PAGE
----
Sexual Harassment Policy

What Does the Model Policy Contain?  The Model Policy is an eight-page template, with highlighted sections that can be customized with the employer’s name and the name of the individual or office at the employer responsible for handling harassment complaints. It contains familiar elements of sexual harassment policies, such as an explanation and examples of sexual harassment, a complaint procedure and a prohibition on retaliation. The Model Policy also contains some new elements designed to comply with the new statutory requirements, including an explanation that the policy and the law protect not only employees but also non-employees in the workplace, such as independent contractors and contract workers, and that harassers can include clients, customers and visitors. The Model Policy provides a highly detailed complaint and investigation procedure. It also provides a detailed explanation of the procedure for filing claims with the NYSDHR, Equal Employment Opportunity Commission and in state court, as well as the option of going to a local agency or the police.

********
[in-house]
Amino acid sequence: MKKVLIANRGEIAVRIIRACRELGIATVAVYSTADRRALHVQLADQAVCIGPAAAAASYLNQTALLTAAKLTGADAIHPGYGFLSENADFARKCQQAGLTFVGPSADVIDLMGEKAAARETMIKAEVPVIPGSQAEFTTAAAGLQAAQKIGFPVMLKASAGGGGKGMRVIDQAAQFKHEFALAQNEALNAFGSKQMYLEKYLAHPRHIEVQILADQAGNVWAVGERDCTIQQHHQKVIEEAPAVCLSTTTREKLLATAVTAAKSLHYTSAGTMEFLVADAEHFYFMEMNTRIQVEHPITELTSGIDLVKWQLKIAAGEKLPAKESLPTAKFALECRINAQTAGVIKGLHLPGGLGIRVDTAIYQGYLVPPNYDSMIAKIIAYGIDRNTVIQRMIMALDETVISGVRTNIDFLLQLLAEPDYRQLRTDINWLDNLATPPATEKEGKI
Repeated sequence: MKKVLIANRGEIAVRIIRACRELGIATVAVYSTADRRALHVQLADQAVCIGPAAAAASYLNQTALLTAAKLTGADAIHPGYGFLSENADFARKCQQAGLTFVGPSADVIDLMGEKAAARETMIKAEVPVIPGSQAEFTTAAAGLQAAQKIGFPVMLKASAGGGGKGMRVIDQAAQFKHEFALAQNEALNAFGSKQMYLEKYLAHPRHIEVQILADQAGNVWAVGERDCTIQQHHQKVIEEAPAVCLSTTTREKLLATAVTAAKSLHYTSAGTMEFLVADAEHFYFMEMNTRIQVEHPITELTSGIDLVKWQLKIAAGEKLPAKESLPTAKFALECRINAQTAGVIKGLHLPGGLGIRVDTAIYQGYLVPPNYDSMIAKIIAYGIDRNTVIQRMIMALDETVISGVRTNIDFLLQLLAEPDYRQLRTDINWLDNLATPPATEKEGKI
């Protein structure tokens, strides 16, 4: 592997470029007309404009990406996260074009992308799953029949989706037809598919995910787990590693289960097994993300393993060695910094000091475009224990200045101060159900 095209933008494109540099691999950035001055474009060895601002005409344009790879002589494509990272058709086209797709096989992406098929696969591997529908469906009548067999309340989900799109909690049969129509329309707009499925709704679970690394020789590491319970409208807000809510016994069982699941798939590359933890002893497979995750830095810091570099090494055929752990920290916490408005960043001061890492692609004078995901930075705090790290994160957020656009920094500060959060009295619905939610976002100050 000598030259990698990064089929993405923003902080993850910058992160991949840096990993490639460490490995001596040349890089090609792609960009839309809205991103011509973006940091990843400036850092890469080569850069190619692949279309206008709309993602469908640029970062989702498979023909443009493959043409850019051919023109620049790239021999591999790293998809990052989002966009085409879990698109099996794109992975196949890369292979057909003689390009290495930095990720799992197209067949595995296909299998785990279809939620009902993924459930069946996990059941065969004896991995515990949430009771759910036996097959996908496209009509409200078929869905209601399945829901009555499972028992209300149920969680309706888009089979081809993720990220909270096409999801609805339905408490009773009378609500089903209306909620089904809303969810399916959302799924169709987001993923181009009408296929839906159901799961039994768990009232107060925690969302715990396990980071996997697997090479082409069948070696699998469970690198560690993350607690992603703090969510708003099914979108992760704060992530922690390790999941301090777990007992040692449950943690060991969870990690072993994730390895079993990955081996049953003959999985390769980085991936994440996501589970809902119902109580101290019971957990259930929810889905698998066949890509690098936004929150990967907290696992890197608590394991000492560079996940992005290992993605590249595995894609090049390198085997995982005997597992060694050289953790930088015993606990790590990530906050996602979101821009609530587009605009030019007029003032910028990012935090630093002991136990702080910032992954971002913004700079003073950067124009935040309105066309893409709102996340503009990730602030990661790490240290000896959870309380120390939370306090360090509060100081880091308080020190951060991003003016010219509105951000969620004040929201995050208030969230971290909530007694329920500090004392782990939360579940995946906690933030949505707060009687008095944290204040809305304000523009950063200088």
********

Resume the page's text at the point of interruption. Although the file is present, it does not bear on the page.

How Closely Does an Employer’s Own Policy Need to Follow the Model Policy?  While the legislation stated that employers could establish their own policy which “equals or exceeds the minimum standards provided by such model,” suggesting that the Model Policy would itself establish minimum requirements, the Department’s Minimum Standards for Sexual Harassment Prevention Policies, setting forth requirements for employers' own policies, merely repeats the same basic statutory requirements that were established as the basis for the Model Policy. The most helpful general guidance is in the Department’s Sexual Harassment Prevention Employer Toolkit (Employer Toolkit), which states that “employers may adopt a similar policy that meets or exceeds the minimum standards of the model policy” (emphasis added) and that employers may modify the Model Policy “to reflect the work of your organization and industry specific scenarios or best practices.” The FAQs also expressly clarify that if an employer’s established investigative procedures are similar, but not identical, to those provided in the model, employers can deviate from the specific requirements in the model and remain compliant with the law, and that the employer’s actual investigative procedures should be outlined in the policy.